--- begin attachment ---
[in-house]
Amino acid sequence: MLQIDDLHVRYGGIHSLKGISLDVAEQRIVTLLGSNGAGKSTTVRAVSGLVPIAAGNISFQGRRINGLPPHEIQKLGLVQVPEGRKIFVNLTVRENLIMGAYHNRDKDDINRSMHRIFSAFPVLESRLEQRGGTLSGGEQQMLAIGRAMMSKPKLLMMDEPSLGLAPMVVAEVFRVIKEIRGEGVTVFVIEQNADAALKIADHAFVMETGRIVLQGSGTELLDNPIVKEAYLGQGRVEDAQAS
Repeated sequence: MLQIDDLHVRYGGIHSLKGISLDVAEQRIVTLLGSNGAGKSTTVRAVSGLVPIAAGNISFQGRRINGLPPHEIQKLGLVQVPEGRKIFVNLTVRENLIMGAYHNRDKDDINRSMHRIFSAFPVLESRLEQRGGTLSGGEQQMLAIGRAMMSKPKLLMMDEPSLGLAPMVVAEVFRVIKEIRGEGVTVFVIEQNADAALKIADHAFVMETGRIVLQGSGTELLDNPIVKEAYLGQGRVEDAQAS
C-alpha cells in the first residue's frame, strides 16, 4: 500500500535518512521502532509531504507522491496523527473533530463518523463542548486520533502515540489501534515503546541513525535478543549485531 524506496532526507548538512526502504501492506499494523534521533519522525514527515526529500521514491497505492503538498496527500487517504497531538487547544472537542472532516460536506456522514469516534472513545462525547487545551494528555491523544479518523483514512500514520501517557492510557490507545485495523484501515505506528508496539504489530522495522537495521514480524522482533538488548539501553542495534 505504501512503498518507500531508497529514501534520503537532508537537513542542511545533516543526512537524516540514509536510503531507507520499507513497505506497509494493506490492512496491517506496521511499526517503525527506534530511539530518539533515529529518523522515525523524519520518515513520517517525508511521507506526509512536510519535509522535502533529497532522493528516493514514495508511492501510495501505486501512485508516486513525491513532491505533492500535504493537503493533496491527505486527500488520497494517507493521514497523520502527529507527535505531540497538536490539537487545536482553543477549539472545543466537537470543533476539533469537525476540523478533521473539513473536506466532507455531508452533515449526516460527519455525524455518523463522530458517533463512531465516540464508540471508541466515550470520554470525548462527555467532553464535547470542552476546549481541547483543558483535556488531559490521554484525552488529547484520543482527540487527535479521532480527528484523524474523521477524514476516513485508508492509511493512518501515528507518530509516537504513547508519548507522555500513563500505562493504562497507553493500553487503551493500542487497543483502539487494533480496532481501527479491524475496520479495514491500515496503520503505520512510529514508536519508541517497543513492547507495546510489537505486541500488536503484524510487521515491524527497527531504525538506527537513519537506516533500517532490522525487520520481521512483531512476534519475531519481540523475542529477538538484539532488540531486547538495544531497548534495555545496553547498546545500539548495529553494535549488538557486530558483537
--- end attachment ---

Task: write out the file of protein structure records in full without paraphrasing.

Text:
[in-house]
Amino acid sequence: MLQIDDLHVRYGGIHSLKGISLDVAEQRIVTLLGSNGAGKSTTVRAVSGLVPIAAGNISFQGRRINGLPPHEIQKLGLVQVPEGRKIFVNLTVRENLIMGAYHNRDKDDINRSMHRIFSAFPVLESRLEQRGGTLSGGEQQMLAIGRAMMSKPKLLMMDEPSLGLAPMVVAEVFRVIKEIRGEGVTVFVIEQNADAALKIADHAFVMETGRIVLQGSGTELLDNPIVKEAYLGQGRVEDAQAS
Repeated sequence: MLQIDDLHVRYGGIHSLKGISLDVAEQRIVTLLGSNGAGKSTTVRAVSGLVPIAAGNISFQGRRINGLPPHEIQKLGLVQVPEGRKIFVNLTVRENLIMGAYHNRDKDDINRSMHRIFSAFPVLESRLEQRGGTLSGGEQQMLAIGRAMMSKPKLLMMDEPSLGLAPMVVAEVFRVIKEIRGEGVTVFVIEQNADAALKIADHAFVMETGRIVLQGSGTELLDNPIVKEAYLGQGRVEDAQAS
C-alpha cells in the first residue's frame, strides 16, 4: 500500500535518512521502532509531504507522491496523527473533530463518523463542548486520533502515540489501534515503546541513525535478543549485531 524506496532526507548538512526502504501492506499494523534521533519522525514527515526529500521514491497505492503538498496527500487517504497531538487547544472537542472532516460536506456522514469516534472513545462525547487545551494528555491523544479518523483514512500514520501517557492510557490507545485495523484501515505506528508496539504489530522495522537495521514480524522482533538488548539501553542495534 505504501512503498518507500531508497529514501534520503537532508537537513542542511545533516543526512537524516540514509536510503531507507520499507513497505506497509494493506490492512496491517506496521511499526517503525527506534530511539530518539533515529529518523522515525523524519520518515513520517517525508511521507506526509512536510519535509522535502533529497532522493528516493514514495508511492501510495501505486501512485508516486513525491513532491505533492500535504493537503493533496491527505486527500488520497494517507493521514497523520502527529507527535505531540497538536490539537487545536482553543477549539472545543466537537470543533476539533469537525476540523478533521473539513473536506466532507455531508452533515449526516460527519455525524455518523463522530458517533463512531465516540464508540471508541466515550470520554470525548462527555467532553464535547470542552476546549481541547483543558483535556488531559490521554484525552488529547484520543482527540487527535479521532480527528484523524474523521477524514476516513485508508492509511493512518501515528507518530509516537504513547508519548507522555500513563500505562493504562497507553493500553487503551493500542487497543483502539487494533480496532481501527479491524475496520479495514491500515496503520503505520512510529514508536519508541517497543513492547507495546510489537505486541500488536503484524510487521515491524527497527531504525538506527537513519537506516533500517532490522525487520520481521512483531512476534519475531519481540523475542529477538538484539532488540531486547538495544531497548534495555545496553547498546545500539548495529553494535549488538557486530558483537